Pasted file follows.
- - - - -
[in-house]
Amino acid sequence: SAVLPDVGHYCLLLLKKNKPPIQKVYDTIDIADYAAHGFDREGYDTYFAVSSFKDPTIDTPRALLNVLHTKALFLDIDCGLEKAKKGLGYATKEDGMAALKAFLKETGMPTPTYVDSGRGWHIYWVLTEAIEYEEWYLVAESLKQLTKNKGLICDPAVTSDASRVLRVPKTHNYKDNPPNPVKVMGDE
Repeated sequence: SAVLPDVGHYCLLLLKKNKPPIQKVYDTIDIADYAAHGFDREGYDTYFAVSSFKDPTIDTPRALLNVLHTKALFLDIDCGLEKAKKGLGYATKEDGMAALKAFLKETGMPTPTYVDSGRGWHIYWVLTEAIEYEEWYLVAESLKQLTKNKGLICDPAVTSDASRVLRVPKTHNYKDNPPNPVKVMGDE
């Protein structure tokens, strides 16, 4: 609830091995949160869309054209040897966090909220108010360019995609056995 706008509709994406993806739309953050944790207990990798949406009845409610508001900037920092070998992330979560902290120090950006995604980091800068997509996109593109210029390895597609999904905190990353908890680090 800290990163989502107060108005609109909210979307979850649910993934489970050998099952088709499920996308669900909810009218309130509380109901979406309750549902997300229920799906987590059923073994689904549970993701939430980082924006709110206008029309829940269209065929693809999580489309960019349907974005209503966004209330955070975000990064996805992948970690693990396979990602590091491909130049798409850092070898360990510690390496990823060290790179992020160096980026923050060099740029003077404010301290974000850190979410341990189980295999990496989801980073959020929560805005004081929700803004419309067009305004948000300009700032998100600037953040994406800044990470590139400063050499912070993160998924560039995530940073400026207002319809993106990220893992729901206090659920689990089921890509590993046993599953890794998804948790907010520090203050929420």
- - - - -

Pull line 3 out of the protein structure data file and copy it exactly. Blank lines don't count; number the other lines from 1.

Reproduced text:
Repeated sequence: SAVLPDVGHYCLLLLKKNKPPIQKVYDTIDIADYAAHGFDREGYDTYFAVSSFKDPTIDTPRALLNVLHTKALFLDIDCGLEKAKKGLGYATKEDGMAALKAFLKETGMPTPTYVDSGRGWHIYWVLTEAIEYEEWYLVAESLKQLTKNKGLICDPAVTSDASRVLRVPKTHNYKDNPPNPVKVMGDE